Bristlenose plecos are unique fish with unique needs and preferences.

Often, these plecos get confused with other species, which causes them not to get the care they need.

Tank size is one of the most important parts of the overall well-being of your fish, and you should carefully consider setting up a tank for these fish.

The minimum tank size for a bristlenose pleco

The minimum tank size for a bristlenose pleco is 20 gallons. In this tank, you can house 1-2 adult fish. However, a minimum of 30 gallons is most suitable, and the bristlenose plecos will be healthier in a larger tank.

The minimum tank size does depend on a lot of factors, which we will discuss later in the article. This includes the number of plecos you want to keep, breeding purposes and tank mates.

Why tank size is important

Before thinking about adding a bristlenose pleco to your tank, it’s essential to understand what influence the tank size has on the health of your bushy nose pleco.

Conflicts and aggression

Although bristlenose plecos aren’t generally seen as aggressive fish, a tank that’s too small will almost certainly cause conflicts. 

If you house multiple males in the same tank without adequate space and hiding places, males will compete for territory. This always causes a lot of stress, or in extreme cases, wounds and physical trauma.

If you only have one bristlenose pleco, but you house it with other fish, this pleco can try to scare off these fish as it doesn’t have the place it deserves. Especially other bottom dwellers like cory catfish or otocinclus can annoy the pleco.

Stunted growth

Although it’s only partially true that pleco grow up to the size of their tank, a smaller tank causes stunted growth.

When we compare wild-caught pleco catfish to tank-raised pleco catfish, we almost always see that wild-caught fish are much bigger.

This is even more apparent when looking at some extremely large pleco types. Although these often grow big in captivity, the largest specimens are always wild-caught.

The first months/years of a plecos life are crucial for its overall growth because it will grow the fastest in this period.

Water quality

Plecos are big polluters that poop a lot. It is not a problem to keep shrimp or small fish like dwarf cory catfish in a small tank, as they emit way less waste.

The biggest problem with small tanks is fluctuations in water parameters. If you have one or more plecos in a small tank, you will need both a strong filter and a lot of water changes to keep the water quality at desired levels. 

As the tank doesn’t have a large buffer of filter medium and tank volume, these parameters fluctuate much more than in a big tank. Water temperatures will also change much faster.

Fluctuating water parameters not only cause stress, but they can also cause algae blooms.

Factors That Decide How Big A Tank Should Be

As we’ve seen, the minimum tank size for 1-2 bristlenose plecos is 20 gallons. This allows them to grow healthy and live long and happy lives.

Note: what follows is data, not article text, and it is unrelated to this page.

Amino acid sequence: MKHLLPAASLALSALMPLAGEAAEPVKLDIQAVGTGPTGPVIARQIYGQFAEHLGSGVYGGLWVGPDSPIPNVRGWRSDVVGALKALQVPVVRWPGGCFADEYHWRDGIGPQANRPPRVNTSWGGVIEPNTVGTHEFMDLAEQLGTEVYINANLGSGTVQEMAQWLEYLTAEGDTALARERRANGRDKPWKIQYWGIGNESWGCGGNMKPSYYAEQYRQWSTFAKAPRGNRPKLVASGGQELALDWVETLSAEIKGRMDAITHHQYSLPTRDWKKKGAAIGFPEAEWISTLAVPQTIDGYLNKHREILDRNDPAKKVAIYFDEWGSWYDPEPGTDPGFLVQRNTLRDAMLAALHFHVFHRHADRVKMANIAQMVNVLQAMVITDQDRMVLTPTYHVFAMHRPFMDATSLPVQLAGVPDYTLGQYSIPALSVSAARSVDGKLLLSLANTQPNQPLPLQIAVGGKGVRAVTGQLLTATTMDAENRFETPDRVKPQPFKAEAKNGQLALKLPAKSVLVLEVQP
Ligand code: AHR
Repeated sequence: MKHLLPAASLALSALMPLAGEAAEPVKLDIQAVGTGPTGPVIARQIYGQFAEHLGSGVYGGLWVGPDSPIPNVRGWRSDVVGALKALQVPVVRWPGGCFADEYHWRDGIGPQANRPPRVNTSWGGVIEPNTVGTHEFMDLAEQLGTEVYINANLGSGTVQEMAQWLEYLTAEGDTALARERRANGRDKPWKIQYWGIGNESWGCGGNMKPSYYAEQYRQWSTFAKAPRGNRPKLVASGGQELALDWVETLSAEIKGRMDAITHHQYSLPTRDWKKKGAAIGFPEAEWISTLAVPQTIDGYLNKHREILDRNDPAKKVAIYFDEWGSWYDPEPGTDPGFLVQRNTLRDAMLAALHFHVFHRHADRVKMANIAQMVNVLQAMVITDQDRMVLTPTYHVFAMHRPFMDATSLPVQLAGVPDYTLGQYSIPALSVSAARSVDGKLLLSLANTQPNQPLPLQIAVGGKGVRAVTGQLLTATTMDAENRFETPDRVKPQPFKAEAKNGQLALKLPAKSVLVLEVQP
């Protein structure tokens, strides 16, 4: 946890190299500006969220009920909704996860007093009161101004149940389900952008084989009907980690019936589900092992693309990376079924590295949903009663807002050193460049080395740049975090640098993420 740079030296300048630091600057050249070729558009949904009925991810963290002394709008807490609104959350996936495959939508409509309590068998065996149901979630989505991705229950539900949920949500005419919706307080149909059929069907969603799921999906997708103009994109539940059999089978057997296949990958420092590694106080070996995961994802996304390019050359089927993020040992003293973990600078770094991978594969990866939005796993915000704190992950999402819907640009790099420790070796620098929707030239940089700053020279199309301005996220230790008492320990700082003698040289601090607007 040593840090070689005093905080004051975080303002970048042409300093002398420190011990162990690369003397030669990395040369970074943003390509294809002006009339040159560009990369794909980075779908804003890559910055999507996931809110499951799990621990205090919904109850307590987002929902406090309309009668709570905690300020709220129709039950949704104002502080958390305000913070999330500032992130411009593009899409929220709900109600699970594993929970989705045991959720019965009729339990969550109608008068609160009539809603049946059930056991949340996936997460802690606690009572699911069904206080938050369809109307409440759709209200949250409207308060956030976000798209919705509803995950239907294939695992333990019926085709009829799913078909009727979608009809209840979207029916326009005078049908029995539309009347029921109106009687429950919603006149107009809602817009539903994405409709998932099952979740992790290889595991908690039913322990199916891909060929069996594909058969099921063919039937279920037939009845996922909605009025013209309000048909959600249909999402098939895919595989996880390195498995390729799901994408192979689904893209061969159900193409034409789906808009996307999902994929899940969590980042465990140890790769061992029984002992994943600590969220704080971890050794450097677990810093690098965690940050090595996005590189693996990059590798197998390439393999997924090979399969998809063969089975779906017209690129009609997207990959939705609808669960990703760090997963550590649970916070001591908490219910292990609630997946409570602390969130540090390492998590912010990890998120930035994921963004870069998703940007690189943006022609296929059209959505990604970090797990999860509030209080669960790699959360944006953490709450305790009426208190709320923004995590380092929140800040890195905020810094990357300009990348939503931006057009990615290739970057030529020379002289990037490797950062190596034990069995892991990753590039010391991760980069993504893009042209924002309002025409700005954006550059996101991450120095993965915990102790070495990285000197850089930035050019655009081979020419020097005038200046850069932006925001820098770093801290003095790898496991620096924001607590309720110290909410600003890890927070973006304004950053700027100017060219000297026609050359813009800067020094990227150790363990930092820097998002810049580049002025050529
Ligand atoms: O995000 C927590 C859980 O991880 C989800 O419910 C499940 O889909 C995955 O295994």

Many factors decide how big a tank for these fish should be. Often, a 20 or 30-gallon tank will just not be enough.

Tank mates

How many, and what tank mates you will house your bristlenose plecos with has the most significant impact.

If you plan to make bristlenose plecos the main inhabitant of your tank and only add some small fish in the upper or middle water layer, you won’t need a huge tank.

On the other hand, if you have a tank that has a lot of other fish, your pleco won’t have enough room.

Make sure to include pieces of wood, live plants and pleco caves.

Related Read: Full Guide To Setting Up A Tank For Plecos

Group size / other bottom dwellers

This might seem obvious, but it’s still often forgotten. 

As bristlenose plecos hang out in the bottom levels of the tank, other bottom dwellers and plecos take up space.

Fish like cory catfish, otocinclus and loaches aren’t aggressive but will still take up places where the pleco would otherwise roam freely.

The group size of the colony of bristlenose plecos is also important. Although plecos can live alone, many people prefer to keep them in small groups, which is also fine.

Each pleco needs a couple of hiding places and some room to retreat from other fish. 

In a 30-gallon, you can house 3-4 bristlenose plecos. In a 40-gallon, you can already house a small colony of 4-7 plecos.


Strong, high-quality filters are expensive. However, they are one of the keys to keeping these fish healthy.

Most seasoned fish keepers use canister filters, which are the strongest and don’t take up tank volume. I’ve used Eheim filters for years and they are certainly worth the investment in my opinion. (Click here to check on Amazon).

A well-filtered tank can house more plecos, as the water quality stays good even with the excess waste from the added fish.

Breeding setups

More plecos can be housed if you plan to set up a tank specifically for breeding purposes.

In a 30-gallon breeding tank, you can comfortably house a breeding group of 5-7 bristlenose plecos and a small group of middle-layer fish like tetras.

Breeding setups are simpler than other tanks, which makes them easier to clean. They often consist of a couple of pleco caves, some wood with either a thin layer of sand or no substrate.

Related read: Breeding Bristlenose Plecos (Full Guide)

Tank shape

Plecos hang out in the bottom layer of the tank. Thus, they prefer long and wide tanks over tall tanks. The bigger the surface level, the more room your plecos catfish will have.

Many tanks are available in ‘long’ and ‘tall’ formats.

Can a tank be too big for a bristlenose pleco?

As a general rule, a bigger tank is always better.

However, your pleco might not find food if the tank is extremely large. Make sure to feed enough spread out over the tank.

Or if you house big predatory fish in this tank, they could get eaten by these fish.

Lastly, if you’d ever want to catch out the pleco, this will be a hard job…